Photos by Tim Dwenger
The Scene: On a frigid night on the Front Range, a select group of lucky ticket holders filled The Ogden to see local musician Derek Vincent Smith, better known as Pretty Lights. This was the smallest venue that has housed Smith’s Electro-Soul in Colorado in years, and the ticket scalpers prices shot through the roof knowing that Smith’s loyal contingent of fans would pay just about anything to see him again in such an intimate setting. As frost began to creep it’s way onto the inside of the Ogden’s glass doors at the entrance, Smith and the live band that he brought with him on the 2013 fall tour took the stage after an extended warm-up set from DJ Mikey Thunder.
Pretty Lights: After a quick test of the system’s low frequencies, the newly acquired horn section took to playing the intro to “I Can See It In Your Face.” As a long time fan of the Pretty Lights sound that meshes Hip-Hop beats with Bass music and Soul, it was an exciting moment to see the live band to come fruition on the stage. Derek Vincent Smith began as a sample artist, utilizing a keen ear for multiple genres to create a sound that became all his own. At some point though, it seemed that the doubters’ thoughts had crept into his mind and set him on a path to create something completely new and different. His latest record A Color Map of The Sun (much of which they played throughout the more than three-hour set) was a dose of ingenuity in itself. Smith traveled to two of America’s musically marvelous cities, New York and New Orleans, to recruit session players to make his vision come to life. He then acted as Producer in the Pop-music sense, directing the action of live musical pieces. After they had been recorded, the sounds were pressed to vinyl and Smith utilized his knowledge of crate digging through a collection of samples to create the finalized digital works. After pumping out songs at a torrid pace for years and releasing them as “choose your price” downloads for years, he took two years to put the product together. The result is just what Smith had ventured out to create, a wholly original album.
The stage setup looked different than in years past, the LED city skylines traded for talented musical counterparts. What they sacrificed in lighting they more than made up for through the musical prowess of the Pretty Lights band. Adam Deitch, who played live drums for the project in years past before leaving to focus on Break Science and Lettuce provided the Hip-Hop rhythms throughout the night. When you listen to Smith’s beats on headphones, or even in person when he is performing them as a DJ, they don’t seem overwhelmingly complex. Seeing Deitch systematically working the snare and high hat made me realize that this was not the case, and gave me new appreciation for the beats that Pretty Lights music is known for. On the keys and a synth rack was the other half of Break Science, Borahm Lee. Brian Coogan rocked another setup of keys while flanking Smith stage left were trombonist Scott Flynn and trumpeter Eric Bloom. Live horns are always welcome in my book and lent a distinct acoustic touch, in particular on lengthy jams like “High School Art Class.”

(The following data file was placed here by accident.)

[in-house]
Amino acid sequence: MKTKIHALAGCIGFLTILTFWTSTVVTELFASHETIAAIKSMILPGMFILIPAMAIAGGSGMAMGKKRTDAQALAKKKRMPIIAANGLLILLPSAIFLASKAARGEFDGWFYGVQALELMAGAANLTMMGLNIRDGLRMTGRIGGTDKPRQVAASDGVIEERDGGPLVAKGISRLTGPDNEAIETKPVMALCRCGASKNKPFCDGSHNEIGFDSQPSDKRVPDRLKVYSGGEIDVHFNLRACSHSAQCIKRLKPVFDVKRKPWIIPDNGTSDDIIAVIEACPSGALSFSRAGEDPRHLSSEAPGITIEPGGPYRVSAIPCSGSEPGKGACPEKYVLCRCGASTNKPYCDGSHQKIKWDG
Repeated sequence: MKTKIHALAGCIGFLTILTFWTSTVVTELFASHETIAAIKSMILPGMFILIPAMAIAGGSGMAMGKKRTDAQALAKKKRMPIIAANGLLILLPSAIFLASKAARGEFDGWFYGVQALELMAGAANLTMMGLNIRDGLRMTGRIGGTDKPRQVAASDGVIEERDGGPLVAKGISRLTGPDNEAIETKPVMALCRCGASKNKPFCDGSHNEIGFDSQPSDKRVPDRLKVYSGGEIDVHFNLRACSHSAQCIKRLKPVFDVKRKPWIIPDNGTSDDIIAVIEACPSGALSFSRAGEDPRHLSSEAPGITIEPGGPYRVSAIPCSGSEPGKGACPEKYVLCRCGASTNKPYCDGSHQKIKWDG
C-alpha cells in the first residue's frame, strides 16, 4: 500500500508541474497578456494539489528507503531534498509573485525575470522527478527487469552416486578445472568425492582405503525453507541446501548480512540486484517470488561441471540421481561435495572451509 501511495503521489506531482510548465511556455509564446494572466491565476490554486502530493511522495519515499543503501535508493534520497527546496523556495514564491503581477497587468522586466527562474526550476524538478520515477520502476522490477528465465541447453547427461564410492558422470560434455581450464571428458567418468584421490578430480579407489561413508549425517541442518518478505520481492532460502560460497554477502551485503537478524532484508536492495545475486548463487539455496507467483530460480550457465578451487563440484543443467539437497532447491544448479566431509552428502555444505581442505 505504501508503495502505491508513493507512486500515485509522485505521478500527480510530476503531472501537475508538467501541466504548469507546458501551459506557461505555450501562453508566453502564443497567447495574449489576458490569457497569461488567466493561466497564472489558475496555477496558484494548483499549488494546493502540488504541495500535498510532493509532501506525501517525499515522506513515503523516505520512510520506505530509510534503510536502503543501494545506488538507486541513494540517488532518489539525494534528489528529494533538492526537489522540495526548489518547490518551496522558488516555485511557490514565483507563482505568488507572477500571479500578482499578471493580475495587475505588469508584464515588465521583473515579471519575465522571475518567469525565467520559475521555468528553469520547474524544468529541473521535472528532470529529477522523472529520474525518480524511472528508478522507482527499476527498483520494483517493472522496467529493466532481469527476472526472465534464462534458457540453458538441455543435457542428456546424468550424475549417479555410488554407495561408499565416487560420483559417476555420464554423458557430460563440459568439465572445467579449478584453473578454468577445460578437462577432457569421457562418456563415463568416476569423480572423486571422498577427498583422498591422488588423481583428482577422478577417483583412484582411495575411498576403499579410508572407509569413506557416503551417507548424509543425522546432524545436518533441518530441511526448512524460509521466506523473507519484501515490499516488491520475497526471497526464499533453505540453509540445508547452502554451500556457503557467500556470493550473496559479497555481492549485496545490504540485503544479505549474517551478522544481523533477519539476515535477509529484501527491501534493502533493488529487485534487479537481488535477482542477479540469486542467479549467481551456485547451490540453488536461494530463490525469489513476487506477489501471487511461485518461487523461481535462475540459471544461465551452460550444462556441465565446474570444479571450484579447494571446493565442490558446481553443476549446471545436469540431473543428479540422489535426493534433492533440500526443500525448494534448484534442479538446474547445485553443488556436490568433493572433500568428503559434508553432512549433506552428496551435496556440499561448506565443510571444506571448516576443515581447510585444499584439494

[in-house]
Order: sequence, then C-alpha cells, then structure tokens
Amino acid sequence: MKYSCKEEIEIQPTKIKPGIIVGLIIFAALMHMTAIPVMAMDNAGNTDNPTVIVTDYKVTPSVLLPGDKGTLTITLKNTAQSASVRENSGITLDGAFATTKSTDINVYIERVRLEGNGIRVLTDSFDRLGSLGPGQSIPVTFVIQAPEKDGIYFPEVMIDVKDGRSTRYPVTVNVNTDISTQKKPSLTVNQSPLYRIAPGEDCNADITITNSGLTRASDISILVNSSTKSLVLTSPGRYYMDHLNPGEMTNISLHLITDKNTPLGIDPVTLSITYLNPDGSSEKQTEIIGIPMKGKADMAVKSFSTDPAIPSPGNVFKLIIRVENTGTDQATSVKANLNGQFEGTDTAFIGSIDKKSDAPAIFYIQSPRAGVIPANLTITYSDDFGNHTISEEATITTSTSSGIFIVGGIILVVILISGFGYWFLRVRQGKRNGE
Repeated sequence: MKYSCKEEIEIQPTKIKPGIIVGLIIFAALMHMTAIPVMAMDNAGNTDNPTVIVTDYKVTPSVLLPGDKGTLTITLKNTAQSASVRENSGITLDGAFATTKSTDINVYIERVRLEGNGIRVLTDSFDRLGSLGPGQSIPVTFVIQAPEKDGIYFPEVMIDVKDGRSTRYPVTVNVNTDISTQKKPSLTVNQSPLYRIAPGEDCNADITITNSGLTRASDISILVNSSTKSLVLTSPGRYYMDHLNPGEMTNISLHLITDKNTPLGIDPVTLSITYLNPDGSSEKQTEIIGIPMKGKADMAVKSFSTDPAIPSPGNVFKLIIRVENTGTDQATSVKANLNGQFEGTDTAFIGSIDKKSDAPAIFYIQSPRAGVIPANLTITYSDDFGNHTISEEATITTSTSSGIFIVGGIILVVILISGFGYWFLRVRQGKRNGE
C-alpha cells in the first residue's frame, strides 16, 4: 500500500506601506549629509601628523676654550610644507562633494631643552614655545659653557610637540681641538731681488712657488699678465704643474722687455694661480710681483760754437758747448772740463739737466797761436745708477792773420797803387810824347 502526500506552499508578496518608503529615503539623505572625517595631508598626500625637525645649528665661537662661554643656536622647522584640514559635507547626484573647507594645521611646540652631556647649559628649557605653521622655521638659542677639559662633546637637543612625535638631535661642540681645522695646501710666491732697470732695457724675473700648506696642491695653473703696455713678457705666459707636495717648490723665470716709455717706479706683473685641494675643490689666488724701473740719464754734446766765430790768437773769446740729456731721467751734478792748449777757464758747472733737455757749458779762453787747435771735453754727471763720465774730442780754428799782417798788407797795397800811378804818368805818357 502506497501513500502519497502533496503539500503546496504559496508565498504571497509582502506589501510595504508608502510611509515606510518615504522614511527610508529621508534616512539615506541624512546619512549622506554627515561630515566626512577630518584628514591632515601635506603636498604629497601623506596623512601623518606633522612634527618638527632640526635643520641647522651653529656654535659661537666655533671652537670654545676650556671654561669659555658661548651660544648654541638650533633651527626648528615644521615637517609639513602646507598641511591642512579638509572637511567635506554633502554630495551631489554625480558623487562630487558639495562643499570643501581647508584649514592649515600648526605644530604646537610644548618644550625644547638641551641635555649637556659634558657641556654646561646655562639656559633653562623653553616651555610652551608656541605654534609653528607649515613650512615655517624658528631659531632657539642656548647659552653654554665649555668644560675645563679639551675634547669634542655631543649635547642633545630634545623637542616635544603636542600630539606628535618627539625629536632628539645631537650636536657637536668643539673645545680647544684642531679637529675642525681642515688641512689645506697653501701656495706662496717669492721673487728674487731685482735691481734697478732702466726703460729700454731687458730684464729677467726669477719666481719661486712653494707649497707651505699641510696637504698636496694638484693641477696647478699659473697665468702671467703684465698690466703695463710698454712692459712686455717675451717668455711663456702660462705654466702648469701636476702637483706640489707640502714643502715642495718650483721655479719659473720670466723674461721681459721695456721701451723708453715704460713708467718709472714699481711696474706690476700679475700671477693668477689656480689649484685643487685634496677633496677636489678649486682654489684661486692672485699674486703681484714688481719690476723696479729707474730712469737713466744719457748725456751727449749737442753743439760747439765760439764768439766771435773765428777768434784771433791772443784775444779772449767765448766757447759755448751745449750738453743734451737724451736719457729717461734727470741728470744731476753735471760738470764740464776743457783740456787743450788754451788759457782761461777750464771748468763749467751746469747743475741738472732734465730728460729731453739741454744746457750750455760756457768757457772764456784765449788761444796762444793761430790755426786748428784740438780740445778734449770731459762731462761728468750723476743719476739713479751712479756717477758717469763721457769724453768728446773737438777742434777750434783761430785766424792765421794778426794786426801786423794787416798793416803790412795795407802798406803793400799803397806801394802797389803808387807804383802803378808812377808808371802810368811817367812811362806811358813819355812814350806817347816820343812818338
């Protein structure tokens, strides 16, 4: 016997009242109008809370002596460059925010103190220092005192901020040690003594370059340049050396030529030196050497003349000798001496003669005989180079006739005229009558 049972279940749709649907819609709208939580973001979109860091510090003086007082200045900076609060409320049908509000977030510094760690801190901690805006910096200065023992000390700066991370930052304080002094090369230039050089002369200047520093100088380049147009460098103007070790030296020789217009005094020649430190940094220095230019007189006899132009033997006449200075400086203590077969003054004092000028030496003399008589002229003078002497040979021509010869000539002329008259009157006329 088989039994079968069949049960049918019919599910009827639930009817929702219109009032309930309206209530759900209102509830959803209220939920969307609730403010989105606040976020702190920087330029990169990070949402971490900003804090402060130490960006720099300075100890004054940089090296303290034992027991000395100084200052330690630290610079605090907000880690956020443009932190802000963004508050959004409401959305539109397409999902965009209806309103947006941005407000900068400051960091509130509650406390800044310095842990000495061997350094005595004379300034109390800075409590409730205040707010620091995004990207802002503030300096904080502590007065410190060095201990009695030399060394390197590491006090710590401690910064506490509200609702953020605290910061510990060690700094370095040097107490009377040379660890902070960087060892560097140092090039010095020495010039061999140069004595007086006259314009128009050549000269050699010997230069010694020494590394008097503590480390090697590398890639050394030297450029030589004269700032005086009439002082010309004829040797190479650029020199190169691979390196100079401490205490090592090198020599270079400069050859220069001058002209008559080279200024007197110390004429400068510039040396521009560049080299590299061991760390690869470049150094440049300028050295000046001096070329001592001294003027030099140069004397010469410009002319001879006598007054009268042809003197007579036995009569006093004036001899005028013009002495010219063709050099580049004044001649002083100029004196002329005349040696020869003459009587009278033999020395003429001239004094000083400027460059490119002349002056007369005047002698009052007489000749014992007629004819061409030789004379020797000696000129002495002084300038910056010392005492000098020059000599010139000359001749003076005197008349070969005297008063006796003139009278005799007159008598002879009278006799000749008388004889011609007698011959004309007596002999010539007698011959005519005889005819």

The band certainly lived up to their name, despite no major LED light displays. The sides of the stage held two lasers each, which strobed and panned beautiful arrays of color during the more mellow moments of the evening. The first hour of the set contained a lot of tunes from the recent album, allowing the entire band to hit an even flow of soulful sound. Smith used his usual MIDI controller as an instrument for some of the night, but also displayed some chops on the bass and keys, adding his own improvisational element to the fold. I’d always wondered what songs like “How We Do” and “So Bright” would look and feel on a grand stage, and the experience did not disappoint. Smith showcased an increase in his ability to shift tempos with the band by his side. His mixes at times in the past seemed choppy or simplistic, but with a gifted drummer like Dietch by his side and a microphone straight into his ear, Smith was much more apt to seamless shifts in sonic speeds.
The crowd was more than pleased during the entirety of the set; wide eyes and Cheshire Cat grins dominated. The only downside to the band’s fantastic performance was the state of their bandleader. When Smith spoke to the crowd from time-to-time throughout the night he seemed like he’d been enjoying himself a bit too much and it made me question whether or not he was tired from months of hectic touring or something a little more serious than that. With that said, the band played on and provided the audience with a night full of danceable tunes that seemed to never end, in the best kind of way. I was sad to hear Smith say that this was the band’s last night playing live before a hiatus but I’m also glad to know that I got to be a part of this musical vision coming to fruition if only for the night.
Stage Presence: B+
Set/Light Show: A-